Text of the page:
Our brains aren't designed to stay focused for large spells. Microlearning facilitates our brain with modules that are purposefully short to fit our recognition memory. This helps to avoid cognitive fatigue, which is particularly beneficial when learning about complex subjects. Finally, to meet a highly specified learning outcome, bite-sized lessons are meticulously planned. This makes every lesson highly actionable.

4. Mobile Learning

As previously mentioned, microlearning modules are accessible to learners at a time and place of their convenience; they can begin a module at a co-working space, access it on their smartphone while traveling, and resume learning at home on a device of their choice. This versatility makes learning easier for the remote onboarding training participants who are extremely bad at managing their time.

5. Self-Paced Learning

Think back to that time when you last enrolled in a course offered in groups. There were undoubtedly some topics that you easily understood and some that you might have understood better if you had more time. Classroom courses are built to fit the room's average learning speed. Quick learners in these learning environments can often lose interest in this topic, while slower learners can get caught trying to catch-up. This issue is eliminated by microlearning because learners are able to move at their own speed through the content.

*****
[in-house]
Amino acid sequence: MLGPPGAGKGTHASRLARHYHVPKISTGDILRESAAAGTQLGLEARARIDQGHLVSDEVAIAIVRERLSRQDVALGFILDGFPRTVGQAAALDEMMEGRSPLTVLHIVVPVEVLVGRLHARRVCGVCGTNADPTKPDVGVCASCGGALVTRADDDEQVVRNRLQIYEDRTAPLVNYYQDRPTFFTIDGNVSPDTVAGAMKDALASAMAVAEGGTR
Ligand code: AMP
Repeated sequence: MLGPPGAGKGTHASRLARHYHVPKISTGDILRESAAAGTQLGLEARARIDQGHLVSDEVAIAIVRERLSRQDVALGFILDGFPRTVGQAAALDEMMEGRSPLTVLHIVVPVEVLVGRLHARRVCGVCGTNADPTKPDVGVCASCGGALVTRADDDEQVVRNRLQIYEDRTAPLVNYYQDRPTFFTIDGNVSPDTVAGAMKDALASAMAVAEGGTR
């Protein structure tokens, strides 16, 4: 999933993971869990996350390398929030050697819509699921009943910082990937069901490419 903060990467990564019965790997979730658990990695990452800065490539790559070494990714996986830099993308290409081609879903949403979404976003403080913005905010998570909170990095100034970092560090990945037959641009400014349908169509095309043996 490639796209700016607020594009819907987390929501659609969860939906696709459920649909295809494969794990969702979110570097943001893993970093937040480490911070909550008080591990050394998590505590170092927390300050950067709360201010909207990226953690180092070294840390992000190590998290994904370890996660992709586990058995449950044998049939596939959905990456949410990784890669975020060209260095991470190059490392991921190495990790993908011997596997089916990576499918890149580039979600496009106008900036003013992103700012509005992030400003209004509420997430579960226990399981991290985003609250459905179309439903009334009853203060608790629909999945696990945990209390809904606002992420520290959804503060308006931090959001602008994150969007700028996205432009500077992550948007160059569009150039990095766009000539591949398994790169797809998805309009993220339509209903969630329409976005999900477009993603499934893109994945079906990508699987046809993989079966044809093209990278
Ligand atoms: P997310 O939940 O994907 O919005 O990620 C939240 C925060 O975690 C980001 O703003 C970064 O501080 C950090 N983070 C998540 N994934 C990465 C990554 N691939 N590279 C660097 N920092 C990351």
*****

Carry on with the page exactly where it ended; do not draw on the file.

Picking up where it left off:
6. More Engaging Learning Content For Remote Onboarding Training

Every micro lesson is designed to accomplish a specific learning objective. This provides the opportunity for course designers to use more immersive knowledge transfer tools, such as games, storytelling, and videos. In order to make learning more likely to stick, gamification techniques can be integrated into microlearning, where participants of remote onboarding training can gain rewards or experience points.

The above list is not exhaustive and there are many more benefits of using microlearning to provide remote onboarding training. However, looking at the above benefits, we can conclude that microlearning not only meets the needs of the future by reaching learners where they are today, but it also provides a multitude of benefits that makes learning more engaging, personal, and long-lasting for them.

If you are wondering about the benefits microlearning has to offer to your remote workforce onboarding process, download the eBook Microlearning Tips For A Successful Remote Workforce Onboarding Process. Discover the best microlearning tips that will help you succeed in your remote workforce onboarding process stress-free. Join our webinar and learn which microlearning platform features will boost your employee onboarding process!


[1] The Digital Talent Gap
[2] Top LMS Features To Drive Employee Engagement
[3] RLI survey: Bite-size learning is hot at ASTD Conference, but execution is lagging back on the home front
[4] More than 50% of the US population is now under the age of 40
[5] You Now Have a Shorter Attention Span Than a Goldfish
[6] Replication and Analysis of Ebbinghaus’ Forgetting Curve